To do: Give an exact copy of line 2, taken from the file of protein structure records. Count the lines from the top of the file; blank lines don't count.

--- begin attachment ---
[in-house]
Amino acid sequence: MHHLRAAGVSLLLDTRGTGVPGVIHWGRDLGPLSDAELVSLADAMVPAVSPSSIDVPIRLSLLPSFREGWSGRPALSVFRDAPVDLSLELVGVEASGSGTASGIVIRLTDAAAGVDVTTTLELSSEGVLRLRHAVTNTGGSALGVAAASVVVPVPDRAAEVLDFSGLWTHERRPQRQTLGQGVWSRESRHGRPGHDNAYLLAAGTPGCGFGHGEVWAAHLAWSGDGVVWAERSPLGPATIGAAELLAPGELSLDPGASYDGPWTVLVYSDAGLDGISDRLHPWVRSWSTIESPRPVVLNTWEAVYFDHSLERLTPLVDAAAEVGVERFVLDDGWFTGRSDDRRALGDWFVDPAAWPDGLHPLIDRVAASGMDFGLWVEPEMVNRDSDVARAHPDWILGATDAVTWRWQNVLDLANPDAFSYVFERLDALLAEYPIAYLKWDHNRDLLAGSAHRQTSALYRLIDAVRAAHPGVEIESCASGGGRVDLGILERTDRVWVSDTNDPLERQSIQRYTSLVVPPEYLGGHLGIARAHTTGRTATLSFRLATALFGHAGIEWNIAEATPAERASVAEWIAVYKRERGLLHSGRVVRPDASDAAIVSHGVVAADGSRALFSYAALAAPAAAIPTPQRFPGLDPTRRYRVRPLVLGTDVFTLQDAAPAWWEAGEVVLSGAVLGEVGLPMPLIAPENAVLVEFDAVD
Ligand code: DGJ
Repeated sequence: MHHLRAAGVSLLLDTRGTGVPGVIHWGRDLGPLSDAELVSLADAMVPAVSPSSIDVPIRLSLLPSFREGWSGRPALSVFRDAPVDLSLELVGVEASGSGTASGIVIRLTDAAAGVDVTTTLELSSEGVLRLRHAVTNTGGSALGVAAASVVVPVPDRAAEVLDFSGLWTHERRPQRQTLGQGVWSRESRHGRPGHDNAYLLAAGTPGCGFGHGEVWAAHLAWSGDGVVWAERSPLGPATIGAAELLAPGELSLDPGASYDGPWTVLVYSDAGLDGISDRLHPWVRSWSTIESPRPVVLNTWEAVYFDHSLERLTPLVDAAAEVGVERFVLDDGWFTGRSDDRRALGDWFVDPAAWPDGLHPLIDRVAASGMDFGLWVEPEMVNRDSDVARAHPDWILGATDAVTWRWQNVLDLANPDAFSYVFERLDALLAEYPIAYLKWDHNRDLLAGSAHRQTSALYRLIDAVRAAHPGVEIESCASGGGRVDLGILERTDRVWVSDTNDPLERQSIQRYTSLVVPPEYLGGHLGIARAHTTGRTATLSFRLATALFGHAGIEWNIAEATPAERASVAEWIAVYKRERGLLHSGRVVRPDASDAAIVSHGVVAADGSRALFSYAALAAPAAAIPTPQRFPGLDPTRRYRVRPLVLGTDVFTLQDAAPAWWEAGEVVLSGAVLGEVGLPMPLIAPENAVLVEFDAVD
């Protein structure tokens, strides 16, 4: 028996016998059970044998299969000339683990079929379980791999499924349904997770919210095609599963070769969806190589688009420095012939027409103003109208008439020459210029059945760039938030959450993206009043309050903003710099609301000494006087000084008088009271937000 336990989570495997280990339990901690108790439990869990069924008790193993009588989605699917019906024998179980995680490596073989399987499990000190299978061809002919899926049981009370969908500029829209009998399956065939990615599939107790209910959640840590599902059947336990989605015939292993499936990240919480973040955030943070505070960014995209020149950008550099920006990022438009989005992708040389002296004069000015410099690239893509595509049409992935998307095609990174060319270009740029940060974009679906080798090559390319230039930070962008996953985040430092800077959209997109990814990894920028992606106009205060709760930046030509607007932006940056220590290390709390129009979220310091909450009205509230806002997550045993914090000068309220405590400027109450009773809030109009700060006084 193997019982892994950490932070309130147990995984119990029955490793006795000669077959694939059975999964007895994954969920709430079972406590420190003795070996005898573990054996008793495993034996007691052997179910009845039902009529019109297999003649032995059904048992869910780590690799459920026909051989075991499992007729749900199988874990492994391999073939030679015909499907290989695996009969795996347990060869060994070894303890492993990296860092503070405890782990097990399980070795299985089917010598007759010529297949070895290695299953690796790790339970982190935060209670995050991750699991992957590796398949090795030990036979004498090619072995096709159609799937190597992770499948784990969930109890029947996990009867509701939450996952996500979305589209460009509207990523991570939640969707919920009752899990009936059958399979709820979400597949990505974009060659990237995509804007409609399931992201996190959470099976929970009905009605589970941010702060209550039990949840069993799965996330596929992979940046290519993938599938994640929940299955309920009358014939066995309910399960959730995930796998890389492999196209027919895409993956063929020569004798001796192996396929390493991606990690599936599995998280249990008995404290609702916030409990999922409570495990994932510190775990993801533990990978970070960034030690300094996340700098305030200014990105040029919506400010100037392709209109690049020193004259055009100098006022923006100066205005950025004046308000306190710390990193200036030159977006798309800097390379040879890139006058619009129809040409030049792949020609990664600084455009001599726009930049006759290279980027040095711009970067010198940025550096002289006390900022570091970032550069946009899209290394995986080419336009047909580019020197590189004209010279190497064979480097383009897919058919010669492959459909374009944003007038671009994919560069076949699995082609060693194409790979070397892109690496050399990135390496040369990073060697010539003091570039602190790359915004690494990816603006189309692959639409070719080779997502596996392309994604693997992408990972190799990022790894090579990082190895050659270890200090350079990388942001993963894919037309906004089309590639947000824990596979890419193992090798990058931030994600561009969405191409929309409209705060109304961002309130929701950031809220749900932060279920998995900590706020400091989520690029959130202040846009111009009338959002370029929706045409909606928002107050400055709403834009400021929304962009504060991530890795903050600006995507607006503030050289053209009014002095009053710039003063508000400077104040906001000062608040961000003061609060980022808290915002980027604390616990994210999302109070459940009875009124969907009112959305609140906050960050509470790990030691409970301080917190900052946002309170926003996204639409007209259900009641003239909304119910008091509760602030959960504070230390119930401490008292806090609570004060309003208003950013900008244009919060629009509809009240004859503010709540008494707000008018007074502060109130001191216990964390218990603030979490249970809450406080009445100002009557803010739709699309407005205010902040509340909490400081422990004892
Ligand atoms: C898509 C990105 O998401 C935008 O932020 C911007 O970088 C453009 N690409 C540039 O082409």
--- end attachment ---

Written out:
Amino acid sequence: MHHLRAAGVSLLLDTRGTGVPGVIHWGRDLGPLSDAELVSLADAMVPAVSPSSIDVPIRLSLLPSFREGWSGRPALSVFRDAPVDLSLELVGVEASGSGTASGIVIRLTDAAAGVDVTTTLELSSEGVLRLRHAVTNTGGSALGVAAASVVVPVPDRAAEVLDFSGLWTHERRPQRQTLGQGVWSRESRHGRPGHDNAYLLAAGTPGCGFGHGEVWAAHLAWSGDGVVWAERSPLGPATIGAAELLAPGELSLDPGASYDGPWTVLVYSDAGLDGISDRLHPWVRSWSTIESPRPVVLNTWEAVYFDHSLERLTPLVDAAAEVGVERFVLDDGWFTGRSDDRRALGDWFVDPAAWPDGLHPLIDRVAASGMDFGLWVEPEMVNRDSDVARAHPDWILGATDAVTWRWQNVLDLANPDAFSYVFERLDALLAEYPIAYLKWDHNRDLLAGSAHRQTSALYRLIDAVRAAHPGVEIESCASGGGRVDLGILERTDRVWVSDTNDPLERQSIQRYTSLVVPPEYLGGHLGIARAHTTGRTATLSFRLATALFGHAGIEWNIAEATPAERASVAEWIAVYKRERGLLHSGRVVRPDASDAAIVSHGVVAADGSRALFSYAALAAPAAAIPTPQRFPGLDPTRRYRVRPLVLGTDVFTLQDAAPAWWEAGEVVLSGAVLGEVGLPMPLIAPENAVLVEFDAVD